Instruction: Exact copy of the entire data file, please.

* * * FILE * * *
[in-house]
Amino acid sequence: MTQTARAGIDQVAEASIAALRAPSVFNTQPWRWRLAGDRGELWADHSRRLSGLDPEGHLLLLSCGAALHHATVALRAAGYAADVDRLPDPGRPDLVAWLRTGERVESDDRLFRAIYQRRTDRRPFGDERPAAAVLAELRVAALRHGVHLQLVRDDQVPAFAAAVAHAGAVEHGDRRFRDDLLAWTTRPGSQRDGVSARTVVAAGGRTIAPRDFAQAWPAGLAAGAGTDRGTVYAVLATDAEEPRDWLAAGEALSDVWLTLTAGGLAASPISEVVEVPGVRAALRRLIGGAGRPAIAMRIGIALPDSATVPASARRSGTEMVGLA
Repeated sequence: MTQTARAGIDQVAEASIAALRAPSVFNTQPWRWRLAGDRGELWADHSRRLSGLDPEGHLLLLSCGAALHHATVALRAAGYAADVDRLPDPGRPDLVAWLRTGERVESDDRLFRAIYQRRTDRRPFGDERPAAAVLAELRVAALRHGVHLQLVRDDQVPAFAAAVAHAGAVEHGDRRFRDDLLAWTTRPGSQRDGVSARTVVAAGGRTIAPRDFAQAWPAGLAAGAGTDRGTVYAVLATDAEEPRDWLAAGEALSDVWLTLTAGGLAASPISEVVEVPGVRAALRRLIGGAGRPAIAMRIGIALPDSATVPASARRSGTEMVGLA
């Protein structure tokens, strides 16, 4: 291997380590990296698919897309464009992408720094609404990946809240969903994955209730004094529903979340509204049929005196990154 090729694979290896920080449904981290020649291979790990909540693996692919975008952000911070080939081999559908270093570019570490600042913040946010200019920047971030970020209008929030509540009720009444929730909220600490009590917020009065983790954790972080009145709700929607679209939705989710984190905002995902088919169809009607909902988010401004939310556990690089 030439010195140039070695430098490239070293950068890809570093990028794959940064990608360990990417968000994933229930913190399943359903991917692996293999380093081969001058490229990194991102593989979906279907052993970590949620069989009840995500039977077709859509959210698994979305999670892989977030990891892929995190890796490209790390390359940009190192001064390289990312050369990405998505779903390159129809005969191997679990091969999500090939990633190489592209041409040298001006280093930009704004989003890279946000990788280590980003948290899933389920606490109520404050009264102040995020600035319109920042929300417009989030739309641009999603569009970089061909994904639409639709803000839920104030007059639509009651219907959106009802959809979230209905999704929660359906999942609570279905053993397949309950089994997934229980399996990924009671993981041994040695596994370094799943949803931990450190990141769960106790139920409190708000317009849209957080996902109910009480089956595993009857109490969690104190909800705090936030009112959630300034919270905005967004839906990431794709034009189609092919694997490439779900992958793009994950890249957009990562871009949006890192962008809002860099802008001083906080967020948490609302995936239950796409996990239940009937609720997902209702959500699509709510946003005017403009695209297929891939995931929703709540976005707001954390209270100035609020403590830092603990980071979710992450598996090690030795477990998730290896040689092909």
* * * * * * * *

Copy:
[in-house]
Amino acid sequence: MTQTARAGIDQVAEASIAALRAPSVFNTQPWRWRLAGDRGELWADHSRRLSGLDPEGHLLLLSCGAALHHATVALRAAGYAADVDRLPDPGRPDLVAWLRTGERVESDDRLFRAIYQRRTDRRPFGDERPAAAVLAELRVAALRHGVHLQLVRDDQVPAFAAAVAHAGAVEHGDRRFRDDLLAWTTRPGSQRDGVSARTVVAAGGRTIAPRDFAQAWPAGLAAGAGTDRGTVYAVLATDAEEPRDWLAAGEALSDVWLTLTAGGLAASPISEVVEVPGVRAALRRLIGGAGRPAIAMRIGIALPDSATVPASARRSGTEMVGLA
Repeated sequence: MTQTARAGIDQVAEASIAALRAPSVFNTQPWRWRLAGDRGELWADHSRRLSGLDPEGHLLLLSCGAALHHATVALRAAGYAADVDRLPDPGRPDLVAWLRTGERVESDDRLFRAIYQRRTDRRPFGDERPAAAVLAELRVAALRHGVHLQLVRDDQVPAFAAAVAHAGAVEHGDRRFRDDLLAWTTRPGSQRDGVSARTVVAAGGRTIAPRDFAQAWPAGLAAGAGTDRGTVYAVLATDAEEPRDWLAAGEALSDVWLTLTAGGLAASPISEVVEVPGVRAALRRLIGGAGRPAIAMRIGIALPDSATVPASARRSGTEMVGLA
């Protein structure tokens, strides 16, 4: 291997380590990296698919897309464009992408720094609404990946809240969903994955209730004094529903979340509204049929005196990154 090729694979290896920080449904981290020649291979790990909540693996692919975008952000911070080939081999559908270093570019570490600042913040946010200019920047971030970020209008929030509540009720009444929730909220600490009590917020009065983790954790972080009145709700929607679209939705989710984190905002995902088919169809009607909902988010401004939310556990690089 030439010195140039070695430098490239070293950068890809570093990028794959940064990608360990990417968000994933229930913190399943359903991917692996293999380093081969001058490229990194991102593989979906279907052993970590949620069989009840995500039977077709859509959210698994979305999670892989977030990891892929995190890796490209790390390359940009190192001064390289990312050369990405998505779903390159129809005969191997679990091969999500090939990633190489592209041409040298001006280093930009704004989003890279946000990788280590980003948290899933389920606490109520404050009264102040995020600035319109920042929300417009989030739309641009999603569009970089061909994904639409639709803000839920104030007059639509009651219907959106009802959809979230209905999704929660359906999942609570279905053993397949309950089994997934229980399996990924009671993981041994040695596994370094799943949803931990450190990141769960106790139920409190708000317009849209957080996902109910009480089956595993009857109490969690104190909800705090936030009112959630300034919270905005967004839906990431794709034009189609092919694997490439779900992958793009994950890249957009990562871009949006890192962008809002860099802008001083906080967020948490609302995936239950796409996990239940009937609720997902209702959500699509709510946003005017403009695209297929891939995931929703709540976005707001954390209270100035609020403590830092603990980071979710992450598996090690030795477990998730290896040689092909």